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----------------------------------------------------Institutional Multidisciplinary Research and Development (IMRaD) Journal collection, and identification of what can be reduced at resource and what can be recycles, segregation of waste materials found in the school campus, reuse these materials as much as possible. If the materials are no longer in good condition, they try to sell them or dispose them properly. The school administrators and teachers can also do these activities by doing the same thing before throwing these from their offices and classrooms like manila papers, envelopes, periodicals, folders and other wastes. They can also store final documents on disk rather than making final copies on papers. Moreover, health is another basic human desire. We want to do away with garbage that breeds flies, roaches, rodents, and harmful bacteria that can spread disease caused by these wastes. When we recycle plastic, we conserve petroleum, the raw material for plastic. When we recycle paper, we conserve trees. When we compost, organic matter and minerals are returned to the soil and enrich it, minimizing the need for artificial fertilizer. Income can be generated from the sale of recyclable and/or composted materials and objects made of recyclable materials. Schools which care to make money from waste need a higher-order system to coordinate the activities involving human resources and possibly, some infrastructure. Preventing the use of excess materials, reusing materials, recycling and buying recycled content products reduce a school’s impact on the environment by saving energy, mitigating climate change by reducing greenhouse gas emissions, reducing the need for raw materials to make new products, and decreasing the amount of material put into landfills. Laboratory Waste Disposal. The laboratory waste disposal as aspect of the eco-friendly practices are presented in Table 2. Conducting a chemical inventory to eliminate out-of-date chemicals is oftentimes observed by the respondents. Reducing the quantity of hazardous chemicals stored to the minimum necessary for quality instruction is oftentimes observed by the STE teachers and YES-O officers by sometimes observed by the SSG officers; while purchasing chemicals in smaller quantities is sometimes observed by the SSG officers and YES-O officers. Inspecting stored chemicals for signs of leakage, rusting, and peeled labels; and installing spills or leak protection in chemicals storerooms are oftentimes observed by the STE teachers and YES-O officers, but sometimes by the SSG officers. Thus, the computed means are 3.62; 3.22; and 3.47 for the STE teachers, SSG officers and YES-O officers, respectively. The waste generated in a high school laboratory can be first categorized as either hazardous or nonhazardous. Most non-hazardous material can be disposed in the normal trash. Hazardous materials can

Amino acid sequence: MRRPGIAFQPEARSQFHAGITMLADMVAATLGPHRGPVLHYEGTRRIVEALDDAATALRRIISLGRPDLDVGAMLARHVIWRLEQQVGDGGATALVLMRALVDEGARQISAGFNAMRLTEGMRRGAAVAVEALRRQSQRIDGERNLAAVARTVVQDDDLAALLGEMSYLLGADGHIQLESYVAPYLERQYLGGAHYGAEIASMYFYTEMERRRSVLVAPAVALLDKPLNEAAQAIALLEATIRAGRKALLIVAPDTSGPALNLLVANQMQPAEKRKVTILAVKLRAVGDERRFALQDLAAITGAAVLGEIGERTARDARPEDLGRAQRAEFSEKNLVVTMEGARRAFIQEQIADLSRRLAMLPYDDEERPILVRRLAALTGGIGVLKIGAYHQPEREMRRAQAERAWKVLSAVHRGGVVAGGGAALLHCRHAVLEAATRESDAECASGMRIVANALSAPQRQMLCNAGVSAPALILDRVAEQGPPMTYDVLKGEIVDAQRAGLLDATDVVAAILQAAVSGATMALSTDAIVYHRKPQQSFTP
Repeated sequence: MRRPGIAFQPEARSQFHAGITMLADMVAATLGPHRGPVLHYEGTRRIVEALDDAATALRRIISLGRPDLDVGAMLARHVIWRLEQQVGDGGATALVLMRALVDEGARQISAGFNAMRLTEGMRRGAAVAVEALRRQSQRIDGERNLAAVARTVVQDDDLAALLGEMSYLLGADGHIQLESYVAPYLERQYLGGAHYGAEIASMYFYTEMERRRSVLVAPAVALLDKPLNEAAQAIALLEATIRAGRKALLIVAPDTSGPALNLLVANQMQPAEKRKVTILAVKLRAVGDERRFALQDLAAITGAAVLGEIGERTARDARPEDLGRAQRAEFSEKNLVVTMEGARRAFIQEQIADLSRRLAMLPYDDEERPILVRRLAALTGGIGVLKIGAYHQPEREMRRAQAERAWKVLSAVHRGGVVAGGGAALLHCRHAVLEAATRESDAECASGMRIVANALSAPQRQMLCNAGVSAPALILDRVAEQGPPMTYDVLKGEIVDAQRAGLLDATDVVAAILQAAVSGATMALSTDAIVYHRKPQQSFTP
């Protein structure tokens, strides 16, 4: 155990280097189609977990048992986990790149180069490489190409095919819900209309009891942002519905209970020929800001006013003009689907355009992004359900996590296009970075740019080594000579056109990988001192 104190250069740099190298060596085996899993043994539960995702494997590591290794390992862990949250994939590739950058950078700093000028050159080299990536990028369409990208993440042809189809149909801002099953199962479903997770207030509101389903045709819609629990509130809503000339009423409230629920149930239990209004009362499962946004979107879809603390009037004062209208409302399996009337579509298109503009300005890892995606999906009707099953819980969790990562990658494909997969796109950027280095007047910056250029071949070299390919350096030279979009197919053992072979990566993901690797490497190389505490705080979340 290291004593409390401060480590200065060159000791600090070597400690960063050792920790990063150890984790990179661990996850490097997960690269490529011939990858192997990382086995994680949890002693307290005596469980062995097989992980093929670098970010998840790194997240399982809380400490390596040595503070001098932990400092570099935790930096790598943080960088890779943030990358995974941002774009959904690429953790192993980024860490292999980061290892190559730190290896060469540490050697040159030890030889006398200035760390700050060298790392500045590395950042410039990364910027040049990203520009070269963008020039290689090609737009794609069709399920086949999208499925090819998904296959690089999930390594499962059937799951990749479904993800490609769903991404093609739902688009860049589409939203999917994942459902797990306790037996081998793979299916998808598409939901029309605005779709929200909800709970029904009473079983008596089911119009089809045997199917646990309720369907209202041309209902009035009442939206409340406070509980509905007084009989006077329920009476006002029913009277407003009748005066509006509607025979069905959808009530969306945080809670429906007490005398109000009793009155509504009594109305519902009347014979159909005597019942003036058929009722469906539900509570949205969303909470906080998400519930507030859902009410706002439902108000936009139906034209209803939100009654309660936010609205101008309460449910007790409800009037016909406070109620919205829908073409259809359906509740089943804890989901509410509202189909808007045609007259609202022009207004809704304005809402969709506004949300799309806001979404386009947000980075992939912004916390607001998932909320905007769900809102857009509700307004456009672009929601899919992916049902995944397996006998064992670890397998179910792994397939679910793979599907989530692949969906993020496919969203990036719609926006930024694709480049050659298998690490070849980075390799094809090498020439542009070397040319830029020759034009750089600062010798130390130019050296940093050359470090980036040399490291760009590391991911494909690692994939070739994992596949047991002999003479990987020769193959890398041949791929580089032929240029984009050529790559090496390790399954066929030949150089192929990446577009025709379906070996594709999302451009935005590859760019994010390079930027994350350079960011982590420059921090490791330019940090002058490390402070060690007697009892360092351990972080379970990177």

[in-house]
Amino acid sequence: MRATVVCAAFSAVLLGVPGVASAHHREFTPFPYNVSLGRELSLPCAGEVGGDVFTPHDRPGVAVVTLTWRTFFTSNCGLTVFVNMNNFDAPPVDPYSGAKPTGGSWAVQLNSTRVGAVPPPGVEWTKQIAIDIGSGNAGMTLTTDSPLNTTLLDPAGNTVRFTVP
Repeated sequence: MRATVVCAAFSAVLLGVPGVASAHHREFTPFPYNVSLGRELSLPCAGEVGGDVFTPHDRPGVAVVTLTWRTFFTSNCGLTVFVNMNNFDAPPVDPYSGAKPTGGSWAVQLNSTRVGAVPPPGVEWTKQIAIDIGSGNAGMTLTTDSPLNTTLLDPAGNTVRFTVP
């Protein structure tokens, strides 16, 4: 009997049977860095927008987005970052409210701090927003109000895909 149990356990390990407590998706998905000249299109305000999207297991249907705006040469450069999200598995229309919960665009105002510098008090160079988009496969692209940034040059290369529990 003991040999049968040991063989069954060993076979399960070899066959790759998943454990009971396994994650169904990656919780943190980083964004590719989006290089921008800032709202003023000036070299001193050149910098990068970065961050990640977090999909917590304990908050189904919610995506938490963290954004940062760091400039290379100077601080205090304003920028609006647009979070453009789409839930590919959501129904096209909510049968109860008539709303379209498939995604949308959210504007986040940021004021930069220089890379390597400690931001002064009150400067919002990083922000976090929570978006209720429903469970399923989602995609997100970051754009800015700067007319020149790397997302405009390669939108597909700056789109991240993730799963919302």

only be disposed at approved disposal facilities and require proper labeling and handling procedures. The corrosive wastes can be neutralized to render them nonhazardous. Some carbonate compounds such as sodium or potassium carbonate best neutralizes acids. The use of a carbonate precludes overrunning neutrality to the basic side. Likewise, a mild acid such as boric acid is best used to neutralize basic streams. Table 2 Eco-friendly Practices in terms of Laboratory Waste Disposal Laboratory Waste Disposal Conducts a chemical inventory to eliminate outof-date chemicals. Reduces the quantity of hazardous chemicals stored to the minimum necessary for quality instruction. Purchases chemicals in smaller quantities. Periodically inspects stored chemicals for signs of leakage, rusting, and peeled labels. Install spills or leak protection in chemicals storerooms. Grand Mean